local-search-0.0.2: A first attempt at generalised local search within Haskell, for applications in combinatorial optimisation.

MaintainerRichard Senington <sc06r2s@leeds.ac.uk>



This is the unification, and it is not expected that a user will have to directly import any other files, they are all exposed through this one. It then defines some basic search strategies of its own.



firstImprov :: Ord nme => LSTree nme -> [nme]Source

First improvement, relies upon the solutions forming an ordering.

minImprov :: Ord nme => LSTree nme -> [nme]Source

Minimal improvement, will take the worst solution, that still improves upon the current solution. It is slightly more cautious, and is likely to create longer paths in most problems.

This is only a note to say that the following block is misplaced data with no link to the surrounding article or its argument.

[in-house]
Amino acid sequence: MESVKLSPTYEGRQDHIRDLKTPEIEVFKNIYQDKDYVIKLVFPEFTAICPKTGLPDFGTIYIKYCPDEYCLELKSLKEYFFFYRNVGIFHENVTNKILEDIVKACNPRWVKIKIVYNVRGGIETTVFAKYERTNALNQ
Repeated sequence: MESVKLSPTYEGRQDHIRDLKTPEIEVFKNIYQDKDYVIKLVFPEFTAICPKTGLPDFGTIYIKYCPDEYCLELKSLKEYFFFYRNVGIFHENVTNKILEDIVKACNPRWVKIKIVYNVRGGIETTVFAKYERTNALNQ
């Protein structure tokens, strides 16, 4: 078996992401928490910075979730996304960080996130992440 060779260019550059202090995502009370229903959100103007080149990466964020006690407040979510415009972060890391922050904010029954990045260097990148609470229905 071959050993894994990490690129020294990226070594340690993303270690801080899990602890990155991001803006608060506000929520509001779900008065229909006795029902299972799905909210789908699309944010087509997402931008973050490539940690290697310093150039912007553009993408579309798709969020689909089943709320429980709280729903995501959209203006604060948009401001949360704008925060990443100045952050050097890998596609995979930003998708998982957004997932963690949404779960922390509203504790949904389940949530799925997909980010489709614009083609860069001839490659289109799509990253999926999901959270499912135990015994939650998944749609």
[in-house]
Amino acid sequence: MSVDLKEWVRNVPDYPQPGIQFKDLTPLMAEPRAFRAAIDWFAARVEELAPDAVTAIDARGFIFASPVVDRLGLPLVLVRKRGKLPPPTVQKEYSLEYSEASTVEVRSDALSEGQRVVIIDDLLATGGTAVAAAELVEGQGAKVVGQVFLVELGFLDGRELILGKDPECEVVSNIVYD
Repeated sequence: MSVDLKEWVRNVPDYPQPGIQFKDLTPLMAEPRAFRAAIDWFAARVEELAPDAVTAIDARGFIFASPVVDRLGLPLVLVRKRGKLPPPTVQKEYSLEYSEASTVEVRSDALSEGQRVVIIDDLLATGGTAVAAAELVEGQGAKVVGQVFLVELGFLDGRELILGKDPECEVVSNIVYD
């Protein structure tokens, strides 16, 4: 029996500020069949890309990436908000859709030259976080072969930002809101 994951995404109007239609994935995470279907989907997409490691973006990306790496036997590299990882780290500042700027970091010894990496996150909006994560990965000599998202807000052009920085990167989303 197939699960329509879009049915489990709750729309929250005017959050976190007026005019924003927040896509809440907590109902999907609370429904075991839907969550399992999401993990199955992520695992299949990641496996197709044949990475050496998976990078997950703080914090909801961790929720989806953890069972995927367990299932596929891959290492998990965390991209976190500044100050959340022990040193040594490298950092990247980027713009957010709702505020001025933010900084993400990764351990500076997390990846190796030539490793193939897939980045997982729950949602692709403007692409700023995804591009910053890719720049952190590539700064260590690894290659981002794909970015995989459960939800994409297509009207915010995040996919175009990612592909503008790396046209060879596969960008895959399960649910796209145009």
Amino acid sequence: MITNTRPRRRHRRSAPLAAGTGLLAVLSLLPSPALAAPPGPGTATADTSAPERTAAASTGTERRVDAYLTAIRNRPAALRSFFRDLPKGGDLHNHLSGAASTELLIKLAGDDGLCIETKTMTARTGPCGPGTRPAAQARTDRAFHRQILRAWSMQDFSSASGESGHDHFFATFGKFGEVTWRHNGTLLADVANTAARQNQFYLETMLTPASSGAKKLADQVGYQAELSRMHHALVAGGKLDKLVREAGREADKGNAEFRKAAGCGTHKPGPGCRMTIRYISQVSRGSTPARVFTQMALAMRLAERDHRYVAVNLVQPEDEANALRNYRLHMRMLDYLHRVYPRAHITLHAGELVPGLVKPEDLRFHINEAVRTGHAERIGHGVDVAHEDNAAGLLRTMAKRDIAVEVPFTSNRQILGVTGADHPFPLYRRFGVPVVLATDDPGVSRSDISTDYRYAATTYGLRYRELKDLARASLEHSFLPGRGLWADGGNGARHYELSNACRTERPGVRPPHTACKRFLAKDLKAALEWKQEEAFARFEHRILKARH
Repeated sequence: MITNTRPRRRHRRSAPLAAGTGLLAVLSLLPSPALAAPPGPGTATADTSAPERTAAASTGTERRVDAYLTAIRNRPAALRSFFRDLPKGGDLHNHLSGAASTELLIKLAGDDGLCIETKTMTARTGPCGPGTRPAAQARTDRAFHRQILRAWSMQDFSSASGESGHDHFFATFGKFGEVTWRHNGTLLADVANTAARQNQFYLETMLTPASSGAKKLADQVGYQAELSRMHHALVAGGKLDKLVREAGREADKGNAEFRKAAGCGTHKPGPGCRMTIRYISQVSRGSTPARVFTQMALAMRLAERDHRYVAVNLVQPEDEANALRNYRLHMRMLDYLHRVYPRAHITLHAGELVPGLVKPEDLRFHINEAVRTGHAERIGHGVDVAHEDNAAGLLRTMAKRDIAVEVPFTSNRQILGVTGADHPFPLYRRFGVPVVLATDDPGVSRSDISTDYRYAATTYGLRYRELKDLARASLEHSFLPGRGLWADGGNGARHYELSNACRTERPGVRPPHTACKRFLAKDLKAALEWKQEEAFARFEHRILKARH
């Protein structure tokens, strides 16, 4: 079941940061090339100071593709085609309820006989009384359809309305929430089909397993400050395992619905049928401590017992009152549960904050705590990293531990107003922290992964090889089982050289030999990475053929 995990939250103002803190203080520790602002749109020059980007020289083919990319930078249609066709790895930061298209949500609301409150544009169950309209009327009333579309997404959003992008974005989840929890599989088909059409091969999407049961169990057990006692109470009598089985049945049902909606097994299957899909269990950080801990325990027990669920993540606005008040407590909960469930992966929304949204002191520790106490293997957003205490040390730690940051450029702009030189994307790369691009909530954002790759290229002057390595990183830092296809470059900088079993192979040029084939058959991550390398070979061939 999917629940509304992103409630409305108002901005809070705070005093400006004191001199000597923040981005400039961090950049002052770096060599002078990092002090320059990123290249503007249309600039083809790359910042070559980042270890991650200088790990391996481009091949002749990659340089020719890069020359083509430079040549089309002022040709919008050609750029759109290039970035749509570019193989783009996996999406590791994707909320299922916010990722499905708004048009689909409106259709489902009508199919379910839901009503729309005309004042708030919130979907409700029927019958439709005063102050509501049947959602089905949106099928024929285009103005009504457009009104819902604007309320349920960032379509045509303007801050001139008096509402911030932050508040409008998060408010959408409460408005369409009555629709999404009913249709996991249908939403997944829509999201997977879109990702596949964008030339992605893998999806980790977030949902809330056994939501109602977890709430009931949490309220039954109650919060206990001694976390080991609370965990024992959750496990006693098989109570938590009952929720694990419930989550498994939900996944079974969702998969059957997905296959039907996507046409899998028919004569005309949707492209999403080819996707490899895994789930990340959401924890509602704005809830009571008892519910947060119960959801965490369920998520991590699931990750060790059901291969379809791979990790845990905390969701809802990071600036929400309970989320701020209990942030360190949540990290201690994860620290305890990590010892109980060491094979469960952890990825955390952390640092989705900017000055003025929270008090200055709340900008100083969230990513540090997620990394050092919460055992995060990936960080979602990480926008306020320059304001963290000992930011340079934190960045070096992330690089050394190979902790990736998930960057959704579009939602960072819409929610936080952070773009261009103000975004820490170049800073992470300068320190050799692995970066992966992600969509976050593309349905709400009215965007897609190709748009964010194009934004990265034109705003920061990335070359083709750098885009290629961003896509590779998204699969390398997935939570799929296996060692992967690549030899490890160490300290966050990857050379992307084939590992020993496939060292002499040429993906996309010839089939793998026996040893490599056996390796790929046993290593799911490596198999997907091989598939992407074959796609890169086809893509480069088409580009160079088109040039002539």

maxImprov :: Ord nme => LSTree nme -> [nme]Source

Maximal improvement, always takes the best neighbour, and stops when there are no more improvements

randomImprov :: (RandomGen g, Ord nme) => g -> LSTree nme -> [nme]Source

Random improvement, only accepts improvements, but is less predictable as to which it will take.

randomWalk :: RandomGen g => g -> LSTree nme -> [nme]Source

The simplest strategy. The randomisation may not be needed, it depends how structured the tree is originally. Using the basicExchange function it will be very ordered, so this is useful.

simpleTabu :: Eq nme => Int -> LSTree nme -> [nme]Source

The simplest Tabu search, simply disallows backtracking, should do slightly better than a random walk, but that is about it.

minFirstTabu :: Ord nme => Int -> LSTree nme -> [nme]Source

This will always choose the lowest ordered element of the neighbourhood, unless it has been seen recently. The choice of the minFirstTabu or maxFirstTabu, depends upon the problem, and how it has been encoded, does the user wish for high ordered, or low ordered solutions. In most cases the other becomes pointless.